Lisy Peters, APN, IBCLC
I tried to breastfeed my son, but it only worked for one week. Later someone told me I should've rubbed my nipples with a washcloth in the shower every morning to "rough them up." Does this really help ? I'm pregnant and I want to try to breastfeed again and I really want it to work this time.
The expert answers:
I assume you had a difficult time continuing breastfeeding last time due to sore nipples. I am glad you are determined to try breastfeeding this time and wish you a most joyous breastfeeding experience.
The information you received to toughen your nipples to prepare for breastfeeding is outdated and doesn't have any proven benefits. In fact there is nothing a pregnant woman needs to do to prepare her breasts for breastfeeding and the only thing she needs to do to prevent sore nipple is to ensure that the baby is correctly latched on to breast during feeding.
Your breasts and nipples have their natural mechanism to keep them healthy. The small raised lumps on the areola (darkened skin around the nipple) called the montgomery tubercles continuously produce small amounts of lubricating fluids that keep the skin of the nipple supple and moist. Therefore it is recommended that women do not wash or scrub their nipple vigorously during pregnancy or any other time, as this can remove the natural protection. Washing with plain water once daily during shower is generally adequate for cleansing during breastfeeding.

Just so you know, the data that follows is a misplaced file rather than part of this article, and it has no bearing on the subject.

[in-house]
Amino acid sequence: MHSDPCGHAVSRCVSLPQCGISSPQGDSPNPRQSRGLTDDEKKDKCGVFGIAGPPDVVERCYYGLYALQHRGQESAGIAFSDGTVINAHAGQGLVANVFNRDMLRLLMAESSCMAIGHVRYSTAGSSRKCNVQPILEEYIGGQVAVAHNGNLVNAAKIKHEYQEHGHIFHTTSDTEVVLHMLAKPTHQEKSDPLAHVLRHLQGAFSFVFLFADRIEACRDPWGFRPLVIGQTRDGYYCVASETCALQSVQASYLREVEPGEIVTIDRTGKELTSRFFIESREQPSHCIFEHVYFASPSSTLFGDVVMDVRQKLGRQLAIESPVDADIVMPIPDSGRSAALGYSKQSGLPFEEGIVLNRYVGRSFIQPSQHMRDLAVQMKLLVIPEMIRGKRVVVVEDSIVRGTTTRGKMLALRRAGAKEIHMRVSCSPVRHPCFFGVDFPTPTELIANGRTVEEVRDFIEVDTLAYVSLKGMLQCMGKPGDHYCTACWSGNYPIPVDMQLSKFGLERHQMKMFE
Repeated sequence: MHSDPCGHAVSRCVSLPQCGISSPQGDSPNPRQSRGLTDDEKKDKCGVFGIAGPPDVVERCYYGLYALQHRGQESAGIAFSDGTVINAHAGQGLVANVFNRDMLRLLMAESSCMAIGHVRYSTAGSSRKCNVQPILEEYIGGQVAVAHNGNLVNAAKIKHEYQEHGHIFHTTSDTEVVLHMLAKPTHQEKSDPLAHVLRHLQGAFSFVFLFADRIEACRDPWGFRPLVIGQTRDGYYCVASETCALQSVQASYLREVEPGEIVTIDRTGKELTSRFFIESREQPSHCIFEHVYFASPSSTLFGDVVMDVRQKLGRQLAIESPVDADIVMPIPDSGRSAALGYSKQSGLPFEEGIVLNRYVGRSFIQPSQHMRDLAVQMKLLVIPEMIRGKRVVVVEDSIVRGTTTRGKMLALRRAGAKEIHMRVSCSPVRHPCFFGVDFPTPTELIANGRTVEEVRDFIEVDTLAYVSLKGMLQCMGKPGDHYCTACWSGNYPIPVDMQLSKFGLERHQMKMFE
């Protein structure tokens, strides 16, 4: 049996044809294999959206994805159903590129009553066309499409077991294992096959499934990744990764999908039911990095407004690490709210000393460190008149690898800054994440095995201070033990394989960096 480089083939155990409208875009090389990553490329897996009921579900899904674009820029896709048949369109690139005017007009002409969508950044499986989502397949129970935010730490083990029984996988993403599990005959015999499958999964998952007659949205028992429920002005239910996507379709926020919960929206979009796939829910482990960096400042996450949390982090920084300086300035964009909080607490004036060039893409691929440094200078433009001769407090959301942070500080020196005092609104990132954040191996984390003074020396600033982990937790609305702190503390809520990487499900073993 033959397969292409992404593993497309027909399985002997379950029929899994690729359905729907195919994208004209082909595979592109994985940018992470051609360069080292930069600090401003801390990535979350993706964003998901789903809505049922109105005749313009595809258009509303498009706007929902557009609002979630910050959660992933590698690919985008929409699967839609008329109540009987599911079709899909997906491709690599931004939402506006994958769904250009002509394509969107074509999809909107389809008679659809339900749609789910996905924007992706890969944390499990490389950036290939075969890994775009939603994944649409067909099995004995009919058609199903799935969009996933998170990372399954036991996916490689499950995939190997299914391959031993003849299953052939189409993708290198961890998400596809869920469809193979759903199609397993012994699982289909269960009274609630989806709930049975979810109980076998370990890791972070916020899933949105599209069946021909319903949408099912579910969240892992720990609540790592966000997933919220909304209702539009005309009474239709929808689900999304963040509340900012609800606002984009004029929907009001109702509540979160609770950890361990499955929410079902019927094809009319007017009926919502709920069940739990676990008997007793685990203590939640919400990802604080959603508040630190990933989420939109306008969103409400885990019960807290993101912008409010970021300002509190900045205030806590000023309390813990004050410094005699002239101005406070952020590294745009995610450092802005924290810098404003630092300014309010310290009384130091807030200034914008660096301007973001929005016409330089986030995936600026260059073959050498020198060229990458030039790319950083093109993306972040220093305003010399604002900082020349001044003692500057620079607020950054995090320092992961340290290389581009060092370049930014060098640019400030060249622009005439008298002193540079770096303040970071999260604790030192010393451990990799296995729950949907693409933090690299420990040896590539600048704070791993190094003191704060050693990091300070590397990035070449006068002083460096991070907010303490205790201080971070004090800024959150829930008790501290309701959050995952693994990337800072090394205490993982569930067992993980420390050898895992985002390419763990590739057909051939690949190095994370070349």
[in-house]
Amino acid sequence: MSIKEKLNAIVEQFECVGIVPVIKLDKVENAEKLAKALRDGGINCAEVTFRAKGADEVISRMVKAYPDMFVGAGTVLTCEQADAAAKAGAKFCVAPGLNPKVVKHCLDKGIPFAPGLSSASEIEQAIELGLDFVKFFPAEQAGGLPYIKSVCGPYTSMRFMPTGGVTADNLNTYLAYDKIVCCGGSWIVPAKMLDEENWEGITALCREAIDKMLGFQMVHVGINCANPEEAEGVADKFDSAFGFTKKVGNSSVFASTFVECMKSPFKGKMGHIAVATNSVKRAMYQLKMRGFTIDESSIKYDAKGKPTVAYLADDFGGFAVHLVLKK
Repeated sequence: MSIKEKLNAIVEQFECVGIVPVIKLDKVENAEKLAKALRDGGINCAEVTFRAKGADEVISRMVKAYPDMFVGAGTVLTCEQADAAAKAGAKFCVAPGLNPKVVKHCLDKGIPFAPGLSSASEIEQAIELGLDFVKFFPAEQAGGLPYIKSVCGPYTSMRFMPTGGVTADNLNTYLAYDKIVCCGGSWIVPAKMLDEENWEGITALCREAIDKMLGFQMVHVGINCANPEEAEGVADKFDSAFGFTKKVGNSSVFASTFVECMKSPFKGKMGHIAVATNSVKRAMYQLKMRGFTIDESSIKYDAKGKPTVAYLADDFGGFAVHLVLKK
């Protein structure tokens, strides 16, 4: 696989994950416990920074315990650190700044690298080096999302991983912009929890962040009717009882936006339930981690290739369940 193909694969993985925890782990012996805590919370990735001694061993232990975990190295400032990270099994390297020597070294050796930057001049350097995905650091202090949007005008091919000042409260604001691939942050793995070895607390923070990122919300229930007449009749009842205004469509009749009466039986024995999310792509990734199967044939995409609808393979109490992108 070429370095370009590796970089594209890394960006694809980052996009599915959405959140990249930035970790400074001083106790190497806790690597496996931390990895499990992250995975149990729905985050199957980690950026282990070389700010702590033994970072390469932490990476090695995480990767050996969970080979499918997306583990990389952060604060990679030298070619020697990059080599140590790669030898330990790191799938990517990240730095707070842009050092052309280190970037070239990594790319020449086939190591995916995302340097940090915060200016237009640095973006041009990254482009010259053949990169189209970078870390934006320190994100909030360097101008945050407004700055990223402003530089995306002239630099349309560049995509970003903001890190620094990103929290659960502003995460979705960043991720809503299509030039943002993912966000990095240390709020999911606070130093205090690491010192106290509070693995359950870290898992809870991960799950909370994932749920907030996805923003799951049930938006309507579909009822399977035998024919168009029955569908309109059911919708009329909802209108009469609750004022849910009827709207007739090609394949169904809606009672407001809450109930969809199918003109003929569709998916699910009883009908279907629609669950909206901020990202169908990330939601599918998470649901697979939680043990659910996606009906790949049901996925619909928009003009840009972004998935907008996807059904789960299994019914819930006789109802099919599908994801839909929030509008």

Breastfeeding is not supposed to hurt
Listed are some of the tips you should do next time to prevent sore nipples:
- Initiate breastfeeding soon after the birth of your baby, preferably within 30 minutes. This is the time your baby is very alert and interested in nursing.
- Get help from the hospital lactation consultant or nurses to correctly position the baby at breast for the first few nursing sessions.
- Position yourself comfortable with back support, pillows supporting your arms and your feet supported by footrest.
- Position the baby comfortable, very close to you, with his ear, shoulder and hip in line, so he does not have to turn his head to reach for the breast.
- Support your breast with one hand, away from the areola, and make sure the baby open his mouth wide enough to get the nipple and good amount of areola inside the mouth.
Enjoy! If it does not feel comfortable detach and reposition the baby. Get help from breastfeeding expert as soon as you feel something going wrong.